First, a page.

"Jeb Bush’s struggling campaign orders pay cuts, staff reduction

Jeb Bush has ordered pay cuts and slashed staff positions at his Miami headquarters — a drastic shake-up for a campaign that has performed far short of early expectations.

UH-OH! That's never a good sign for a presidential campaign.

According to an internal memo, Bush plans to reduce payroll costs by 40 percent this week, cut salaries for all but the most entry-level staff members, cut travel costs by 20 percent, and significantly reduce headquarters staff.

A quarter will remain in Miami, a quarter have already been dispatched to early-voting states, and most of the rest are being offered positions in early states or as part of ballot access efforts, but with pay cuts, the memo said.

“We will be working with staff today and going through each person’s situation, but expect sizable changes,” Danny Diaz, Bush’s campaign manager, said on Friday.

The memo, reported by Bloomberg News on Friday morning, cast the changes as foresighted, arguing that Bush remained best positioned to win the nomination and the general election and highlighting his extensive field operations in early-voting states.

He's in single digits, he'll finish no higher than fourth, it's winner-take-all, but he's best positioned to win, yup.

I think he's getting ready to get out now that Ship Hillary has been righted. The Clintons and Bushes are one clan now, and have been since Mena, Arkansas. Both sides of the family will protect the secrets.

The campaign is planning to place even more emphasis on New Hampshire, which was already seen as critical to Bush’s fortunes, and the memo said that voters across Iowa, New Hampshire, South Carolina, and Nevada should expect “to see more visits from Jeb and longer trips.”

Rig job then. We don't want him.

Still, the memo acknowledged that the race has veered sharply off course, particularly with the rise of Donald Trump.

“It’s no secret that the contours of this race have changed from what was anticipated at the start,” the memo said, adding, somewhat defensively, “We would be less than forthcoming if we said we predicted in June that a reality television star supporting Canadian-style single-payer health care and partial-birth abortion would be leading the GOP primary.”

Who is he talking about?

That isn't going to help you cut him down, unless it's thrust forward as a narrative for another Bush steal.

For weeks, Bush has languished in the polls, both nationally and in the early voting states. Back-to-back polls in Iowa, by Quinnipiac University on Thursday and The Des Moines Register and Bloomberg on Friday, showed Bush with support from 5 percent of Iowa caucus voters.

The spending cuts by Bush’s campaign follow an initial series of staff members’ salary reductions over the summer."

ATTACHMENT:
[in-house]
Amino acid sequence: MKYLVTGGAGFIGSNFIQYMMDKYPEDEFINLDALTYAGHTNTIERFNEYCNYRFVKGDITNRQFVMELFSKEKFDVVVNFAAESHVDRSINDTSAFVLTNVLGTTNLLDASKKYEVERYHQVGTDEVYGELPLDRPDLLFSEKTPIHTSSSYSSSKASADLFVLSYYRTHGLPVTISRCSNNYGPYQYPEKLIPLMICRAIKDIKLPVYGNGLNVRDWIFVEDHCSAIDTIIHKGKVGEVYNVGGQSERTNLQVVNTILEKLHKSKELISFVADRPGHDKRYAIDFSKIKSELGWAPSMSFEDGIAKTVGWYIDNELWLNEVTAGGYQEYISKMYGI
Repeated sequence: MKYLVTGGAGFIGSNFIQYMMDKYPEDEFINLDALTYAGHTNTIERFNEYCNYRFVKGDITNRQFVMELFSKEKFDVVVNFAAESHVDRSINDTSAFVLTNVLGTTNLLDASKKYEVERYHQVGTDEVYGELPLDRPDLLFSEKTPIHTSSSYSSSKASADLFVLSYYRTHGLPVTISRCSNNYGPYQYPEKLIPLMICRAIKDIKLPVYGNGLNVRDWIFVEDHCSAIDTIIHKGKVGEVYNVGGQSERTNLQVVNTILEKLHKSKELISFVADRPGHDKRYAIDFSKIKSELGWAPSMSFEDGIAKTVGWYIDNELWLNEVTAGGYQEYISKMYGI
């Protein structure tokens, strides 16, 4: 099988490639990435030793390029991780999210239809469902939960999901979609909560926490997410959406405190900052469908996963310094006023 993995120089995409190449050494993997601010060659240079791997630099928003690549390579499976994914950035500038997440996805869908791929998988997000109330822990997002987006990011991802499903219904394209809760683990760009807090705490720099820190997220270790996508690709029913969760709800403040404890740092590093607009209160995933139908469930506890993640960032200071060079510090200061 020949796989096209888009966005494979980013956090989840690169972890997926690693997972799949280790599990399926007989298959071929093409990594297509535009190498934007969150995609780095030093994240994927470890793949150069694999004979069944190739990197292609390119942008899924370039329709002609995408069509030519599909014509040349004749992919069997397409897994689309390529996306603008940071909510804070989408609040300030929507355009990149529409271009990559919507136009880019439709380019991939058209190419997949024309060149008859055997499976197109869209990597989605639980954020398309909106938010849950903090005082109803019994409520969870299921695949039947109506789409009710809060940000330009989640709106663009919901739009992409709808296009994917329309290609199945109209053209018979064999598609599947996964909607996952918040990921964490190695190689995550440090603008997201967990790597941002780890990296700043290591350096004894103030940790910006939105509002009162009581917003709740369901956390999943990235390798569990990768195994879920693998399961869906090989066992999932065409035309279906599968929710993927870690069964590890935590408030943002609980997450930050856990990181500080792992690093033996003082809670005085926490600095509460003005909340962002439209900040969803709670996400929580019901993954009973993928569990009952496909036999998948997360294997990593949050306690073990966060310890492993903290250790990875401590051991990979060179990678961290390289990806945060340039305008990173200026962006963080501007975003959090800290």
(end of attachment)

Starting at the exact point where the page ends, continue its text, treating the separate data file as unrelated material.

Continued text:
Only problem is his campaign has hundreds of millions.

Now to continue with the narrative:

"Carson passes Trump in Iowa, but mogul says he’s not worried

Donald Trump may have lost his grip on Iowa, as the second poll in two days shows the billionaire Republican presidential candidate trailing Ben Carson in the state that kicks off the nominating process.

A new Des Moines Register/Bloomberg Politics poll shows Carson with support of 28 percent of the likely participants in Iowa’s Republican caucuses, with Trump at 19 percent. In August, Trump was leading Carson, a retired neurosurgeon, by a margin of 23 to 18. The poll has a margin of error of 5 percentage points.

Trump frequently parades his strong poll numbers as a top qualification, raising questions about how he will respond if a string of polls show his support falling. In an interview with Fox Business Network on Thursday, he maintained that he was not worried. 

The Donald's first test, and how interesting that it comes as he challenges Bush on 9/11 -- and now both campaigns are falling apart. 

Yes, the societal managers and mind-manipulating propagandists simply can't have that as a topic for discussion in a presidential campaign.  It would lead to way too many uncomfortable questions regarding AmeriKan empire and who was really behind what happened that awful late summer day.

“We’ll see what happens, but certainly, we have a long road to go,” he said.

Friday’s survey, which follows a poll from Quinnipiac University on Thursday that showed Carson overtaking Trump in Iowa, revealed the challenges that the real estate mogul and reality television star faces in courting evangelical Christian conservatives. Only 32 percent said they were sure that Trump is a committed Christian while 62 percent said they found it attractive that Carson was guided by his faith.

That is a real switch from what the Globe reported recently, and they are telling us they drifted to Carson? 

What are you guys doing, making this stuff up? 

Among the other Republican candidates, Senator Ted Cruz of Texas comes in third place at 10 percent, while everyone else remains stuck in single digits.

Where's Huck? I would expect to see Huck up there somewhere!! 

I mighty have to Linc up with Huck because he's the only one who can stop, you know (has done it before and he's on home ground agin 'em).

On the Democratic side, Hillary Clinton topped Bernie Sanders by a margin of 48 to 41 percent."

And in New Hampshire:

"More than six in 10 likely voters in New Hampshire’s first-in-the-nation Democrat presidential primary next year say it would be acceptable to have a democratic socialist president of the United States, according to a WBUR poll set for release Thursday morning. The finding bodes well for Vermont Senator Bernie Sanders, a self-declared democratic socialist seeking the Democratic nomination for president, but the survey suggests it will be important for Sanders to frame himself as a “democratic socialist” rather than a “socialist.” Sanders has repeatedly called for a political revolution. Three percent of respondents said the political system is “functioning well.”